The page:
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Overcoming the barriers to quitting smoking

How can we help patients in mental health units to ditch the habit of a lifetime? Melissa Wood from South London and Maudsley NHS Foundation Trust shares her experiences.

As a Tobacco Dependence Advisor I hear the concerns and nerves every day from service users about quitting.

Sophia SLaM Occupational TherapistWhilst I would love all the patients to quit smoking I appreciate the massive barriers they have to overcome to even go smokefree whilst in hospital.

We have been smokefree on all South London and Maudesley NHS Foundation Trust sites since October 2014 and it’s been quite a journey. The smoking prevalence in the general population is now 15% but compared to 80% on some of our inpatient wards we can see the massive health inequalities patients face. They can expect to die some 20 years earlier and are at higher risk of developing lung disease, cancers, and other smoking related problems.

[Image: Melissa (left) works in the smokefree team at South London and Maudsley NHS Foundation Trust]

I am a member of the smokefree team, an amazing group of people that advocate for physical health within a mental health care setting. 

Do smokers with mental health problems want to quit?

As a Tobacco Dependence Advisor based in an inpatient setting I can say from experience that most of the smokers I work with want to quit. But smoking has been a huge part of people’s lives and has been considered a “constant friend”. All smokers worry about what they will do instead? How will they cope with boredom and stress?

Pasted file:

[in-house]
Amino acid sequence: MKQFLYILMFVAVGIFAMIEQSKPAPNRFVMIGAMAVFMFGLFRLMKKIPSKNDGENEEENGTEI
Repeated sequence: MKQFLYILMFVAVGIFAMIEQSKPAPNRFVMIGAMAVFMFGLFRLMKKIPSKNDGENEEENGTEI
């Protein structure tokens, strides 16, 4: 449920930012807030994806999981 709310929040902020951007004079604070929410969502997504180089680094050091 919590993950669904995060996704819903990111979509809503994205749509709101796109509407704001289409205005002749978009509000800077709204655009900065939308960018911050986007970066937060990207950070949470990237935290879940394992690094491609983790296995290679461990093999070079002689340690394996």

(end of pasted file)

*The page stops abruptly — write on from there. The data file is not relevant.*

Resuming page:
For some smokers admission to a smokefree hospital provides them with the opportunity to quit tobacco and this can yield huge benefits.

We provide support to all inpatient smokers and talk about alternatives to smoking such as NRT (Nicotine Replacement Therapy) and E-Cigarettes. We use evidence based therapies to support patients manage their withdrawals from nicotine.

It is a step on the journey to be completely smokefree in the future.

During this last year, together with colleagues at the Ladywell Unit, I have supported 38 smokers to quit. I am very proud of this because I know that taking control of smoking has far reaching positive implications.

One patient said to me “everything is better in my life now I have stopped smoking and I don’t miss anything about it”.

My work also involves providing behavioural support for life beyond the unit, particularly around high risk situations when smokers are likely to have the urge to smoke. We help to strengthen their resolve to engage in more healthy pursuits to manage the stresses and strains of life.

What else is happening?

It’s nearly the end of Stoptober – the annual event to encourage smokers to quit for 28 days in October – with the aim of stopping smoking permanently.  This means it’s a particularly busy time of the year for me - facilitating market stalls and running educational sessions.

The tobacco harm reduction targets are driving improvements in the screening of all smokers, provision of brief advice and referral for support. South London and Maudsley NHS Foundation Trust has also launched a new physical health strategy – in which it recognises that effective tobacco dependence treatment across the pathway will yield the largest positive health benefits for smokers… It looks like I’m in for another busy year!

Visit King’s Health Partners Mind & Body to find out more about how we’re driving integrated mental and physical healthcare.